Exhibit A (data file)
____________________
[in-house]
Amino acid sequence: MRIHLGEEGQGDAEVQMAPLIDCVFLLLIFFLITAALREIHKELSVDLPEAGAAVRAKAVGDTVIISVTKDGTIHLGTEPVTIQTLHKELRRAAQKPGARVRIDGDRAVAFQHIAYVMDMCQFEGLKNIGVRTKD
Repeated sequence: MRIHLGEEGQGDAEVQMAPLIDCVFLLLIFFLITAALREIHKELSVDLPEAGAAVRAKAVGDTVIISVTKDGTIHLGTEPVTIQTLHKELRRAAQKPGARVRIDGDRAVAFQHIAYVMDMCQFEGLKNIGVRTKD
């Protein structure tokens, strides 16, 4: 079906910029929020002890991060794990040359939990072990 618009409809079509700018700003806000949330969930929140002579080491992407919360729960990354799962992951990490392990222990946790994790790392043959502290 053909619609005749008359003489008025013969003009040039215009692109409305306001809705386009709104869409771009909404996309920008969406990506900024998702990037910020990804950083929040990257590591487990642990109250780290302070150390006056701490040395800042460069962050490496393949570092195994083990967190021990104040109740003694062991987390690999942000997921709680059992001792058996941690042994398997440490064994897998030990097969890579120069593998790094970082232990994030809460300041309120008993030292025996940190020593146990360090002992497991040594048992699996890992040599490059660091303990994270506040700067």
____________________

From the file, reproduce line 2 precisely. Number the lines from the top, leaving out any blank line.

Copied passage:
Amino acid sequence: MRIHLGEEGQGDAEVQMAPLIDCVFLLLIFFLITAALREIHKELSVDLPEAGAAVRAKAVGDTVIISVTKDGTIHLGTEPVTIQTLHKELRRAAQKPGARVRIDGDRAVAFQHIAYVMDMCQFEGLKNIGVRTKD